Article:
Browsing Food Programme by Subject "Vacuum cooling"
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Effects of different cooling methods on the carbon footprint of cooked riceGlobal warming has become a serious problem facing the international community. All countries strive to reduce greenhouse gas (GHG) emissions. The food system produces a large amount of GHGs, and thus study of the carbon footprint (CF) in the food industry has attracted the attention of researchers. Based on the lifecycle assessment (LCA) method, the present study calculated CFs of cooling of cooked rice, as a unit operation under different operational conditions. The results showed that the carbon footprints for cooling 200 g cooked rice were 54.36 ± 1.07 gCO2eq for refrigerator cooling at 0 °C, 66.05 ± 2.00 g CO2eq for refrigerator cooling at 8 °C, 741.55 ± 27.26 g CO2eq for vacuum cooling, 1914.10 ± 141.24 g CO2eq for air blast cooling at 0 °C, 2463.61 ± 221.21 g CO2eq for air blast cooling at 3 °C, and 3916.54 ± 202.28 g CO2eq for air blast cooling at 8 °C. In addition, the CF for the cooling process was positively correlated with the output power of equipment and the cooling time. The carbon emissions arising from electricity consumption contributed to most of the CF for the cooling process. Sensitivity analysis of the parameters for the CF for the cooling process revealed that the CF of cooling process was stable for the applied equipment emission factor, but sensitive to the efficiency of electricity use and the extent of load. Improving the efficiency of electricity use and increasing cooling load could reduce the final CF of a product.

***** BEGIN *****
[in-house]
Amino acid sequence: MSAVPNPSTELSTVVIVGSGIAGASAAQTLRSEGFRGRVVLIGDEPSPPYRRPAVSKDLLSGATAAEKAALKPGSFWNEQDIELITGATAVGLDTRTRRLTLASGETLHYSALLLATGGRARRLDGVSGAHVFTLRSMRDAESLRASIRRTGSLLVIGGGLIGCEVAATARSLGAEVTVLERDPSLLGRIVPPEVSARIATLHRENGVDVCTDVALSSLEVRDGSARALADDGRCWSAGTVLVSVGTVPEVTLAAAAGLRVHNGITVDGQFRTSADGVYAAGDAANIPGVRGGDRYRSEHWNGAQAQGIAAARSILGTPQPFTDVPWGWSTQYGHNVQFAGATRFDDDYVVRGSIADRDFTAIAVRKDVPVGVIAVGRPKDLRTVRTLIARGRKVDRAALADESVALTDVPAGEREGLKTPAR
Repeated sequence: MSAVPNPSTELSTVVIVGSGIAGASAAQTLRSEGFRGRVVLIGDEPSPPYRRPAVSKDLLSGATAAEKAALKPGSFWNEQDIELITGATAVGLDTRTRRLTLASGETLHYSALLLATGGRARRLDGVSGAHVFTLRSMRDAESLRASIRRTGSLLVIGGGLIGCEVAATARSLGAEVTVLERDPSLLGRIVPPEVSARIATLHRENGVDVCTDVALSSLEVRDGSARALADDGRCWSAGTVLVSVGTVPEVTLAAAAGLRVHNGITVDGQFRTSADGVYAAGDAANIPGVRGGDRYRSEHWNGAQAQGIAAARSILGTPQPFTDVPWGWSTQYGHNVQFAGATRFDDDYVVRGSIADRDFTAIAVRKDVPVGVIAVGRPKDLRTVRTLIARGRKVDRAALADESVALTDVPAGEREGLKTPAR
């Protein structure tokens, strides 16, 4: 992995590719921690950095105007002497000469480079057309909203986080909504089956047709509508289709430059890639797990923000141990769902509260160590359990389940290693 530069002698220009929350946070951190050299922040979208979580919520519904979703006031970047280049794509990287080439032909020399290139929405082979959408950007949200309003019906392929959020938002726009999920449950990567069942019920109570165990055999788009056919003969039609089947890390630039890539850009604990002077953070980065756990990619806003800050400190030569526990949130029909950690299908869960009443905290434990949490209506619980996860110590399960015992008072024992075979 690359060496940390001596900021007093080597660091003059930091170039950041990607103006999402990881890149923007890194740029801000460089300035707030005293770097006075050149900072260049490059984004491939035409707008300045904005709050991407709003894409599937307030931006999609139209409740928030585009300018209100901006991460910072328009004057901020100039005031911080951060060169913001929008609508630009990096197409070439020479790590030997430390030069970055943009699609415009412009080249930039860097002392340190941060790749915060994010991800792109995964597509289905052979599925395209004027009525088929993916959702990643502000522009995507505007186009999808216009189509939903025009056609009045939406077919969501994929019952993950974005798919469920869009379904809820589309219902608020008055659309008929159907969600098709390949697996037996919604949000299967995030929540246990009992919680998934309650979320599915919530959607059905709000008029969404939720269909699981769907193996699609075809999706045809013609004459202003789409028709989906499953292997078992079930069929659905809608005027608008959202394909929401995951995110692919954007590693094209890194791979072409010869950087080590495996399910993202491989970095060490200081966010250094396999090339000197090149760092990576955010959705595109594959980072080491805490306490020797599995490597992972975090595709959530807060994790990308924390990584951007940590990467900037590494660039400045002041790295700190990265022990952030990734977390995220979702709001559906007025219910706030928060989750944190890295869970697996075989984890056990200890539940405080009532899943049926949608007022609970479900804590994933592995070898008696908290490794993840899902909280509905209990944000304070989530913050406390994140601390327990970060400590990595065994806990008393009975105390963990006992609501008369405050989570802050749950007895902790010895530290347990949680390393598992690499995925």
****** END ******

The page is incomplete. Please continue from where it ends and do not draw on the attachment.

Rapid cooling of cooked meat jointsConventional cooling by air-blast or even by immersion in liquid is unlikely to achieve recommended cooling rates when dealing with joints weighing 5kg or more because meat has a low thermal conductivity. The objective was to investigate vacuum cooling as a technique for rapid chilling of cooked meat joints. In vacuum cooling, the food is enclosed in a chamber and reduction of the pressure to about 7 mbar causes evaporation of water from the surface of the food and from cavities in the food. The energy required to evaporate the water is extracted from the food, resulting in rapid chilling